Hanging leg and hip raise exercise
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Hanging leg and hip raise

Exercise details

  • Target muscle: Rectus Abdominis
  • Synergists: Iliopsoas, Tensor Fasciae Latae, Sartorius, Pectineus, Adductor Longus, Adductor Brevis, Obliques
  • Mechanics: Compound
  • Force: Pull

Starting position

  1. Hang from a high bar with your hands shoulder-with apart, your arms fully extended, and your legs straight.
  2. Straighten your lower back by tilting your pelvis backward.


  1. Exhale as you slowly raise your knees as high as possible by flexing your hips and your abdomen.
  2. Hold for a count of two.
  3. Inhale as you slowly lower your legs to the starting position.
  4. Repeat.

Comments and tips

  • Make sure that you’re not just raising your knees. After raising your knees, you must also flex your abdomen to raise your knees even higher. If you do not flex your abdomen, your abs and obliques will only function as stabilizers.
  • Do not swing or use momentum.
  • Keep your lower back as straight as possible throughout the exercise. The exercise is best performed with your lower back pressed against a padded surface for support (see video). Instead of hanging from a bar with an unsupported lower back, use a captain’s chair if one is available.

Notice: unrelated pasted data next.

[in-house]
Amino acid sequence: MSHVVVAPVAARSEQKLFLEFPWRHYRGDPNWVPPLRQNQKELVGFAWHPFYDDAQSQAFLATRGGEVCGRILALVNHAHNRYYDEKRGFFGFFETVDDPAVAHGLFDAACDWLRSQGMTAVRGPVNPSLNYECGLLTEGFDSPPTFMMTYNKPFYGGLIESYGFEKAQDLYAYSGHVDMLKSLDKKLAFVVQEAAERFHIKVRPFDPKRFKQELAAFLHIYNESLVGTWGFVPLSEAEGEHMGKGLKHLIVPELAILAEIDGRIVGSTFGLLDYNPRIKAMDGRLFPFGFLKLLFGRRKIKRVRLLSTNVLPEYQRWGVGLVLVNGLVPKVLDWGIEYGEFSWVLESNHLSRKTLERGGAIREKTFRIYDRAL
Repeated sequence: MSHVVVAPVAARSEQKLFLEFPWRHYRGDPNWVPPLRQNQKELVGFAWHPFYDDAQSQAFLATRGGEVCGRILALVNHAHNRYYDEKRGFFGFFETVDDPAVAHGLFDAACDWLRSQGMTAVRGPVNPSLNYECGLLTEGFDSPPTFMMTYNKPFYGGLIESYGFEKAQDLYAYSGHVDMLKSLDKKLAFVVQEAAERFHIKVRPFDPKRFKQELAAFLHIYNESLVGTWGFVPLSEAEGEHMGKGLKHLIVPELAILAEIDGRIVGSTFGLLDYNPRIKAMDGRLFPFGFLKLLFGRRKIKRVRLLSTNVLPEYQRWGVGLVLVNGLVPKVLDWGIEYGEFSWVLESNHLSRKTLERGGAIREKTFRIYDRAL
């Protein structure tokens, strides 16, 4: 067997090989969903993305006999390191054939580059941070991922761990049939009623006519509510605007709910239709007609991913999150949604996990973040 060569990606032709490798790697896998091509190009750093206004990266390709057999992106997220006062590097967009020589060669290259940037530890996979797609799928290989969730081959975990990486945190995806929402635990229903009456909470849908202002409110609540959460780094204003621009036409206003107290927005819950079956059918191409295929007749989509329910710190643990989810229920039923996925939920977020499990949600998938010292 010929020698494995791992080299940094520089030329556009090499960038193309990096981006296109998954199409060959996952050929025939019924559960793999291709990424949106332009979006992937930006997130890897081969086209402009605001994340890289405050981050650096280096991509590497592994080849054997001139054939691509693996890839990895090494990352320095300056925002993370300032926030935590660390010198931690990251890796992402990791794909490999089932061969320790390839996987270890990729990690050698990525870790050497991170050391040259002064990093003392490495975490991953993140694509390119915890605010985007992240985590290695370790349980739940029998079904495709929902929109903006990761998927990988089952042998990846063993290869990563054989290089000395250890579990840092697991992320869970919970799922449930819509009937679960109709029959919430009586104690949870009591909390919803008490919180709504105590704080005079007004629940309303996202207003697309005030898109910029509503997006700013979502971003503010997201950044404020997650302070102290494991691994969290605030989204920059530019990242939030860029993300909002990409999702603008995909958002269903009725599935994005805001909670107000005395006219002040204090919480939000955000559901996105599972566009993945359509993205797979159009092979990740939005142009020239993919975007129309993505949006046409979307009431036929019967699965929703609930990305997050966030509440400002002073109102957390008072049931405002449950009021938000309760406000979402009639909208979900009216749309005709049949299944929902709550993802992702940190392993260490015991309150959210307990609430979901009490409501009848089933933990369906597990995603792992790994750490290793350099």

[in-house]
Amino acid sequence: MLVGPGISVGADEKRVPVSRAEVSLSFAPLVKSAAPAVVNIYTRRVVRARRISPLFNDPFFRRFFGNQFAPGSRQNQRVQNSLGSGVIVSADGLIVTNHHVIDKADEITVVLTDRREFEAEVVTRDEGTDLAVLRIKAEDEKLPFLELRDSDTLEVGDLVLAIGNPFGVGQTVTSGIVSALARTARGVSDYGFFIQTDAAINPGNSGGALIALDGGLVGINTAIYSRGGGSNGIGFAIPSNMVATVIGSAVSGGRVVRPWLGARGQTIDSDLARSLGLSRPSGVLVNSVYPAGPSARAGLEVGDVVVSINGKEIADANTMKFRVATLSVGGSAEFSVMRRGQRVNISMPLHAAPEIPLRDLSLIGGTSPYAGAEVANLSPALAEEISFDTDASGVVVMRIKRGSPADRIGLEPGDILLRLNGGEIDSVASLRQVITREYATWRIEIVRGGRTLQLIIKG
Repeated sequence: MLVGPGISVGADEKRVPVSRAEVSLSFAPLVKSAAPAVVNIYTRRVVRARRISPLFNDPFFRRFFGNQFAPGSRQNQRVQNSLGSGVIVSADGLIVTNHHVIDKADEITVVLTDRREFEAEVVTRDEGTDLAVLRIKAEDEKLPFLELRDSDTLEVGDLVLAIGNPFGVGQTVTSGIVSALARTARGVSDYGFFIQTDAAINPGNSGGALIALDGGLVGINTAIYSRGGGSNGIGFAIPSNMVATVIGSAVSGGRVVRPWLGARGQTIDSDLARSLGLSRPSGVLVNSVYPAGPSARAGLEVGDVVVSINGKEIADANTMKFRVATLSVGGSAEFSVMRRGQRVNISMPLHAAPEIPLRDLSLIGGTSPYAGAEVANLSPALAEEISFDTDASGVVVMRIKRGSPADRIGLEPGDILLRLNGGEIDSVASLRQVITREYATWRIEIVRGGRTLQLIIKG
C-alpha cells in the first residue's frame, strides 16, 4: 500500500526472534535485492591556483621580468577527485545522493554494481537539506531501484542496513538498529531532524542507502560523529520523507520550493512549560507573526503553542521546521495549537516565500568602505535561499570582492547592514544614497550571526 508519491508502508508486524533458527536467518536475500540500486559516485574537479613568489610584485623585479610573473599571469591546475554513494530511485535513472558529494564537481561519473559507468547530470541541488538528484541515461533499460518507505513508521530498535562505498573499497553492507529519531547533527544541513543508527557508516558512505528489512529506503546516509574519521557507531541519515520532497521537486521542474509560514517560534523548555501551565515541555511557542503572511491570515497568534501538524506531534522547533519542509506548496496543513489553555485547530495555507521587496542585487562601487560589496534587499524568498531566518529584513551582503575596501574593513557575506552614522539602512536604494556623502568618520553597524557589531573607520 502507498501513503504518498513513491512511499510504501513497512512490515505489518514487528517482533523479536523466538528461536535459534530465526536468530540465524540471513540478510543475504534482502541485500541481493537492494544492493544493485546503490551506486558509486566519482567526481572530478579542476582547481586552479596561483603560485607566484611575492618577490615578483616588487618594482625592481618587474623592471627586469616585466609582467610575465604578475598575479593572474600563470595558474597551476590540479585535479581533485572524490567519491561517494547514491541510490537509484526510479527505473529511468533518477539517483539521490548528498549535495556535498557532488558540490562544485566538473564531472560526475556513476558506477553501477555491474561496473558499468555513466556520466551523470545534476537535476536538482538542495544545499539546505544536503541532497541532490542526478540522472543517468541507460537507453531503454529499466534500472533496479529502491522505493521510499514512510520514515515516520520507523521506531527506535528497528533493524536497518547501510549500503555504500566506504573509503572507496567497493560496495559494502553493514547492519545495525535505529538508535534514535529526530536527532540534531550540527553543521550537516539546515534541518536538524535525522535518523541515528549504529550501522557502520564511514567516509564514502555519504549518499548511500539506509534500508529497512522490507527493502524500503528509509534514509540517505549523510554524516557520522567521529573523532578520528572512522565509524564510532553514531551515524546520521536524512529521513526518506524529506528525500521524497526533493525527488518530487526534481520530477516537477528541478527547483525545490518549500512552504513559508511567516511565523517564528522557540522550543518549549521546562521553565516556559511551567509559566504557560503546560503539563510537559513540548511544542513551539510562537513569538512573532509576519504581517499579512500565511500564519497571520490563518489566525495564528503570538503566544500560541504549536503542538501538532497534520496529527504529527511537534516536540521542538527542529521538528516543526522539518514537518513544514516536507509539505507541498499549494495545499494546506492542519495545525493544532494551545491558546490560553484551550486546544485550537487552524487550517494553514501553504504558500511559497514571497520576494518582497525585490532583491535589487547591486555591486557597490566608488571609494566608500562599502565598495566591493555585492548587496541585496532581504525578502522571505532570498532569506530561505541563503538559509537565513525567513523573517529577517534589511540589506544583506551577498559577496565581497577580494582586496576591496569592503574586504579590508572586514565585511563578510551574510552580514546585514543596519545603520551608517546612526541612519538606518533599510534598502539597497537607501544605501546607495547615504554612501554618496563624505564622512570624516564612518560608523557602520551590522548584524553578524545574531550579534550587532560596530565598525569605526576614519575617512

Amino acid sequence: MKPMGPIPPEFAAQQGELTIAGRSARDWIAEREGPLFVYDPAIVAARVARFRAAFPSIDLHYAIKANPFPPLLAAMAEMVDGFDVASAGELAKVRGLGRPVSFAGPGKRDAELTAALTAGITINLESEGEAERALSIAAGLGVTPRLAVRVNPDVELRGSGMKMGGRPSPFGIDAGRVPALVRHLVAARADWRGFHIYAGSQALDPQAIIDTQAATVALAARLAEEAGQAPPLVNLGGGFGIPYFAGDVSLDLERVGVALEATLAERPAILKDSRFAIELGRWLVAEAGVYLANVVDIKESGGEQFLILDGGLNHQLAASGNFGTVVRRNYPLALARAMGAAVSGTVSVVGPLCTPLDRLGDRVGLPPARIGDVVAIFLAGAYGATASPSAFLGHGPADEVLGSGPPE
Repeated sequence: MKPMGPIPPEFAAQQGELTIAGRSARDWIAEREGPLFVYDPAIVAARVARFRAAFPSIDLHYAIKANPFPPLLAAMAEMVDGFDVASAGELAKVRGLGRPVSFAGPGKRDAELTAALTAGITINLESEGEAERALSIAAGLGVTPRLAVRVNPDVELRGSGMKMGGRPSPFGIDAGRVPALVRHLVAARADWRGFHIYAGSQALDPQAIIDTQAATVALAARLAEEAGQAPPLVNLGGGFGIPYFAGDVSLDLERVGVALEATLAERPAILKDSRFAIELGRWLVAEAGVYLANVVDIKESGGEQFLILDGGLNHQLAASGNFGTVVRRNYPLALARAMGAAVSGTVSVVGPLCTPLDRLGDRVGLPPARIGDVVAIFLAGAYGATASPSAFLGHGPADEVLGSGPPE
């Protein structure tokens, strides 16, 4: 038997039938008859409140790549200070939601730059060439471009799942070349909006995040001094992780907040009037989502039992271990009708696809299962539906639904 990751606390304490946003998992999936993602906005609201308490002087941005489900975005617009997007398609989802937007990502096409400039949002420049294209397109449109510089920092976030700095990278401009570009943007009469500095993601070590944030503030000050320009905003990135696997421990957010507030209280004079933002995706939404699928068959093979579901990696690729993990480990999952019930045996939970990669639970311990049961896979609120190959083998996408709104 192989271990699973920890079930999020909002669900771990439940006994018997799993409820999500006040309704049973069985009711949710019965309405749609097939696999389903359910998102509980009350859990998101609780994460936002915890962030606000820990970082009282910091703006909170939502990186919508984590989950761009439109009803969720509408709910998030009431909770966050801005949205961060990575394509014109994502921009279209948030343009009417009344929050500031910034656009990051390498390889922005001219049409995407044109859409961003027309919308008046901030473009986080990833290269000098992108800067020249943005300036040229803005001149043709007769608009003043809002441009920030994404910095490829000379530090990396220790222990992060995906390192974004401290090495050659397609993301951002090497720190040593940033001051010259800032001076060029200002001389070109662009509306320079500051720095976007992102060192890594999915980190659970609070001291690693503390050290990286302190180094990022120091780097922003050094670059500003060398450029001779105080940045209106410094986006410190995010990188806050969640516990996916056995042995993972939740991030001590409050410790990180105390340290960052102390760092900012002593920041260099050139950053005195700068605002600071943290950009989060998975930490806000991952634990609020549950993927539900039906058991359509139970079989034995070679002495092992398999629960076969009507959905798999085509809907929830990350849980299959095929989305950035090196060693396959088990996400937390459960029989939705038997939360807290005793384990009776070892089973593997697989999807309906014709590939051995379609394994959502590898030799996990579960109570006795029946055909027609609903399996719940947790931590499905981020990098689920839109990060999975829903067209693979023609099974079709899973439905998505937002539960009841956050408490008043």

• The hanging leg and hip raise is essentially the same as the captain’s chair leg and hip raise, an exercise that, in one classic study, was found to be the most effective at activating the obliques and the second most effective at activating the abs.
  • To make the hanging leg and hip raise exercise easier, perform it lying on your back (lying leg and hip raise).
  • To make it more difficult, straighten your legs (hanging straight leg and hip raise), or hold a dumbbell between your feet (weighted hanging leg and hip raise).

Hanging leg and hip raise video


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